Legally-mandated Content Interoperability?

Apple’s closed system for music sales is under attack from French lawmakers. It may seem ironic that the country that invented central planning is leading the charge for the bazaar over the cathedral, but this has major implications for closed end-end systems across multiple domains, including ePublishing. Especially if other jurisdictions were to follow the French example, mandated DRM interoperability could lead to increased consumer choice and the end of “walled garden” content distribution systems.
On the other hand, scads of current business models, ranging from mobile phones to sat radio to TiVo, are based on subsidizing sales of hardware devices tied to particular services. If legally-mandated content interoperability were to eliminate such business models, might consumers actually suffer, because few new services get built, or because usability is weakened by lack of compelling end-end solutions?
I personally believe that consumers would probably benefit overall. There is a brisk business in both devices and services built around Windows Media Audio which, while proprietary, is interoperable. The Internet, mobile voice & SMS are all built around interoperability and (uncoincidentally) have grown at immense rates.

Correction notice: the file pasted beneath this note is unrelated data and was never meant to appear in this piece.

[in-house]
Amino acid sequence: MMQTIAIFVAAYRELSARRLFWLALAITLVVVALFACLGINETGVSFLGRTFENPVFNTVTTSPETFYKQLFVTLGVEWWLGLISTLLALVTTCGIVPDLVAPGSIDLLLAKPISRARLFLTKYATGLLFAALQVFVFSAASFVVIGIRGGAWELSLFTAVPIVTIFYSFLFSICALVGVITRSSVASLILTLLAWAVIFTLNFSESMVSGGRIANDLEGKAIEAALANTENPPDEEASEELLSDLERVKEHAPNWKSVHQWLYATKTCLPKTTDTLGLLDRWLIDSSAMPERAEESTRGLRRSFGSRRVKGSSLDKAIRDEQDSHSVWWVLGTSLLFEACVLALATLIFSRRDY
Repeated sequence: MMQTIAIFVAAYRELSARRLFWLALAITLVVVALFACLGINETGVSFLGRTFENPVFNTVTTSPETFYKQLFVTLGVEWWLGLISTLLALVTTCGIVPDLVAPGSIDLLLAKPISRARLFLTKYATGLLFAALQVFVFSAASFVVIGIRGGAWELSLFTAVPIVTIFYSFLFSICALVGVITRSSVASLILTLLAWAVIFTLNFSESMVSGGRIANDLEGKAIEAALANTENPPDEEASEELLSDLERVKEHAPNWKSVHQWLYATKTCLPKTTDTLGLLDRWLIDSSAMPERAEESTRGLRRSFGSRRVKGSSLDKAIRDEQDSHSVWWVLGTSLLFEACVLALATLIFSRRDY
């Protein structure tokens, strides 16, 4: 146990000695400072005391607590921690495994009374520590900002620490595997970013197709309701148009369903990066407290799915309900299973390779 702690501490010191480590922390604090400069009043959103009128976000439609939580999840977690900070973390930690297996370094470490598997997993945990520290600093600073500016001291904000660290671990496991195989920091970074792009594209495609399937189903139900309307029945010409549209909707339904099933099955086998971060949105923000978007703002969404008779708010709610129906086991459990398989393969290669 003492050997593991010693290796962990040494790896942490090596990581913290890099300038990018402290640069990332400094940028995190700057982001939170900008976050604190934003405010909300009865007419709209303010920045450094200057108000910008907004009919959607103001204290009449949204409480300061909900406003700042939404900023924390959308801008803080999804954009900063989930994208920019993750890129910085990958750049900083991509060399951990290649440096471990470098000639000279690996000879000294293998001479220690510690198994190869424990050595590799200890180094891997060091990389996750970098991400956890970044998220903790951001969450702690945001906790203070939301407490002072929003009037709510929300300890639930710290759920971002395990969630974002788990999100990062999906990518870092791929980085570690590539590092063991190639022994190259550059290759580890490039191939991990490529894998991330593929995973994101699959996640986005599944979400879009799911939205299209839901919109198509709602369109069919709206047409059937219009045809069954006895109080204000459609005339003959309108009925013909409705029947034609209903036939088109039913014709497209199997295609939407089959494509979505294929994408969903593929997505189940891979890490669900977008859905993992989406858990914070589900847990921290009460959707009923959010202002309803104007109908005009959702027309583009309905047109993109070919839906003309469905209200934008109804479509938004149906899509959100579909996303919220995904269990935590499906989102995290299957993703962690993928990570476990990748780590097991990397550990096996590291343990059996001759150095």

iMode revolutionized mobile data because it adopted the Internet model, where anyone could create content sites, rather than the WAP model of an operator-controlled content portal. In general if you create an ecosystem that lets innovation and competition happen on both ends – device and services – you will evolve much faster. A competitive market may generate less elegant solutions (viz. Windows PCs vs. Macs, and the human appendix) but that is more than made up for by the network effects.

One Response to Legally-mandated Content Interoperability?

  1. viperteq says:

    WMA is interoperable? I think not. It is no more interoperable than Quicktime/iTunes and that’s saying a lot from me because I’m a Mac user. I’m also a realist. WMA just has the illusion of being interoperable becuse it is a product of the current dominant OS. Yes, it does kinda suck that people can’t buy songs from iTunes and play them on any mp3 player that they want, but the move was needed in order to insure the stabillity of the iPod and to quell the fears of Record Label that were afraid of piracy. As usual, Bill Gates and Co dropped the ball and are desparately trying to play catch up. If Microsoft had been the one to invent the iPod (rolls on the floor laughing..), then people would be screaming that Microsoft is a genius and how smart they are and no one would have a problem with WMA being proprietary. But now that it’s software that isn’t tied to Windows, people suddenly have issues. If I were Steve Jobs, I would grab my crotch like I was Jay-Z, and tell the French and whoever else has issues, to choke on it!